Yesterday’s 1%+ down day in the SPX was the first in more than a month, and only the 5th such day since July 1st. The VIX closed at its highest level since mid-October, despite the upcoming holiday season. And all of the selling came on a day when Congress finally came to some sort of agreement without the threat of a “catastrophic” deadline.
In markets, as in politics, anticipating the unintended consequences is how many butter their bread. First, a quick recap of the political backdrop that led to the deal:
- Republicans got slammed in the polls after the government shutdown, so there was an obvious incentive avoid a repeat in the Jan/Feb time frame, closer to the 2014 elections.
- Obamacare’s failures has become the focus of headlines in Washington, and Republicans do not want another budget fight / potential shutdown to steal those headlines
- Democrats were able to reduce some of the sequestration cuts as a result of the Republicans’ willingness to negotiate given points 1 and 2 above
- A small agreement over the budget now paves the way for an easier negotiation over the debt ceiling in early 2014. Both sides seem more interested in preparing for the midterm elections than digging their heels in now.
In short, Congress has much less incentive to fight today compared to the past year. Why might that actually be bad news for stocks?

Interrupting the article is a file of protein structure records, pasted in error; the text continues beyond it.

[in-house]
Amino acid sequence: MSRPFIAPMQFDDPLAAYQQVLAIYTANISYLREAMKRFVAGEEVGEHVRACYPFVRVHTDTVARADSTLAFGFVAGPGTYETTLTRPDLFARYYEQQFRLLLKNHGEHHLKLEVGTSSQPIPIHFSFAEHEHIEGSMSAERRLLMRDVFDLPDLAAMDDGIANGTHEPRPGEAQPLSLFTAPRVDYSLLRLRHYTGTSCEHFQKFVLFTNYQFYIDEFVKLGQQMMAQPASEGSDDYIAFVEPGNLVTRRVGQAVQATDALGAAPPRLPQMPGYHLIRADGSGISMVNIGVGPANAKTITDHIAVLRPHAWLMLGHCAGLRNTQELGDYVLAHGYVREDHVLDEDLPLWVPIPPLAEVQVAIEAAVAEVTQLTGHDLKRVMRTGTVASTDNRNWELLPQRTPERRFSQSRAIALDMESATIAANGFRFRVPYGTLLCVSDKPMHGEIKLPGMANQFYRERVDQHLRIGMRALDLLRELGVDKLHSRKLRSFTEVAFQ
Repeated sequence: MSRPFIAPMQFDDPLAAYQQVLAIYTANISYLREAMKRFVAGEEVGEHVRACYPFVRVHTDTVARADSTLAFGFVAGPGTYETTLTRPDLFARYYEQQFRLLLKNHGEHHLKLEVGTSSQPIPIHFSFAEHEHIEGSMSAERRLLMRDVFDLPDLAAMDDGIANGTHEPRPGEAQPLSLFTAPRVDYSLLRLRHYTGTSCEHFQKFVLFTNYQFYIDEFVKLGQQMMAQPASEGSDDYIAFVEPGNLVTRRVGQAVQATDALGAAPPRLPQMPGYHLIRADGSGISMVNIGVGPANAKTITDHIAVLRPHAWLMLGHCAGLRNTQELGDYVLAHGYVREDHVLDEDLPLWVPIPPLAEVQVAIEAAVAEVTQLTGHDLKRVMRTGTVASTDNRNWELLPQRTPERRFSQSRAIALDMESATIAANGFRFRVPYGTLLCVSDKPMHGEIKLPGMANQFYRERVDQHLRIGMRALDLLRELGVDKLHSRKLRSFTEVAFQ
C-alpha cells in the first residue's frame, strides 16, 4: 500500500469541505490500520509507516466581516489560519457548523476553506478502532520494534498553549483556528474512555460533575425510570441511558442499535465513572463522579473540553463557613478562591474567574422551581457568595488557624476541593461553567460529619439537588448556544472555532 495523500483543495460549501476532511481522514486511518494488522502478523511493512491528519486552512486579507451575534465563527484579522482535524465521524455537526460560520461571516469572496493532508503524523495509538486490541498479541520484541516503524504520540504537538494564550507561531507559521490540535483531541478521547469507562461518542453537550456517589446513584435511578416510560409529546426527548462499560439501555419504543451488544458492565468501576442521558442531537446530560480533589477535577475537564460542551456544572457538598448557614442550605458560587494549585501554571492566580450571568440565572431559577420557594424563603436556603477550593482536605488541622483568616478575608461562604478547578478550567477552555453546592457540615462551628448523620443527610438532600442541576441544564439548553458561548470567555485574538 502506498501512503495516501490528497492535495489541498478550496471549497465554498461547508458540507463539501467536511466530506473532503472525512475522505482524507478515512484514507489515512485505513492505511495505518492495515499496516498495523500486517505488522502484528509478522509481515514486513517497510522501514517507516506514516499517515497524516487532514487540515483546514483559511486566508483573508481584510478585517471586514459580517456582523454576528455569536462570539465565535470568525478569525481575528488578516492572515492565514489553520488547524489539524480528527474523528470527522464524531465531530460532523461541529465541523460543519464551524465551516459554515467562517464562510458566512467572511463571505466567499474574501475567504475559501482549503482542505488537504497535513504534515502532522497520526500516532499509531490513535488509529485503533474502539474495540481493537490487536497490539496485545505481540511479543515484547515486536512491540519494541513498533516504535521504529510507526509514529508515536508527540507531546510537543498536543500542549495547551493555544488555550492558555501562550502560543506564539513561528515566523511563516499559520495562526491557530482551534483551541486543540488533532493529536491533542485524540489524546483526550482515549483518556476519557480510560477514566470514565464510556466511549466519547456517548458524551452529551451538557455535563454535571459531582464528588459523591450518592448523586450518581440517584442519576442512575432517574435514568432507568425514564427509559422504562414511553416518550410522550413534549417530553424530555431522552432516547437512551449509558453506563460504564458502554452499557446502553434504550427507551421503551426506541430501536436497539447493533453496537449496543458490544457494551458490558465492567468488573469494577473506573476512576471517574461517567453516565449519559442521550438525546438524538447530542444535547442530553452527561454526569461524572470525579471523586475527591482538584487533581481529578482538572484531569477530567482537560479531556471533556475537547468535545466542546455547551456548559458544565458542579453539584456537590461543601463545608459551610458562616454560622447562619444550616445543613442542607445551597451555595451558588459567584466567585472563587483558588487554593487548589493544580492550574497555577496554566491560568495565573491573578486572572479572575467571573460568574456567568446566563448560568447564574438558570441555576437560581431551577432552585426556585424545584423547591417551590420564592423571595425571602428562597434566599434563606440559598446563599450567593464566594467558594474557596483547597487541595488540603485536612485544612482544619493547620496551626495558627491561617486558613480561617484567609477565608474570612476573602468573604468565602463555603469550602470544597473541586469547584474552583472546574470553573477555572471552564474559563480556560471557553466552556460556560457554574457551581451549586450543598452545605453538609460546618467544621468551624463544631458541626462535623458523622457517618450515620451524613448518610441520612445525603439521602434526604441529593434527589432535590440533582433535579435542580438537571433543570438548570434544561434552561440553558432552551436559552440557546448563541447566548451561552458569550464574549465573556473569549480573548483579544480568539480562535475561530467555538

The Federal Reserve has repeatedly cited fiscal tightening and political gridlock as reasons for continuing QE at its current pace. Current and former economic advisors (Bernanke, Romer, Summers, etc.) to the administration have pointed out the risks of a 1937 scenario in the U.S., when policymakers attempted to tighten policy after a few years of recovery, only to witness a rapid return to stagnation. The Fed has been wary of repeating such a scenario, for better or for worse.
With yesterday’s budget deal, fiscal policy has loosened a bit, and perhaps more importantly, overall political perceptions have improved. Many traders had marked the March FOMC meeting as the earliest potential date for a Fed tapering after the September meeting yielded no change in policy. December would be right before the holidays, and January would be right before the next budget battle. Well, yesterday’s news potentially puts January back on the table for a tapering decision, especially after Friday’s jobs report printed a 7.0% unemployment reading, the level that Bernanke cited at the start of 2013 for when QE might be over.
With the FOMC meeting looming on Wednesday, traders are starting to think that perhaps, just perhaps, we’ll see the Fed put in language that targets a January taper. Remember the market reaction in June when Bernanke suggested a potential taper in 2H 2013 (almost 100 SPX points lower in 3 days). While a December taper remains unlikely, a signal that the taper is likely in late January could cause indigestion as well.
2013 has been a year of head fakes on the downside. Yesterday’s price action might simply be another head fake. But the fiscal and economic backdrop has become much more conducive to a Fed taper compared to 3 months ago. With bullish sentiment near extremes, I see greater risk of coal in the stockings rather than a Santa Claus rally in the coming weeks.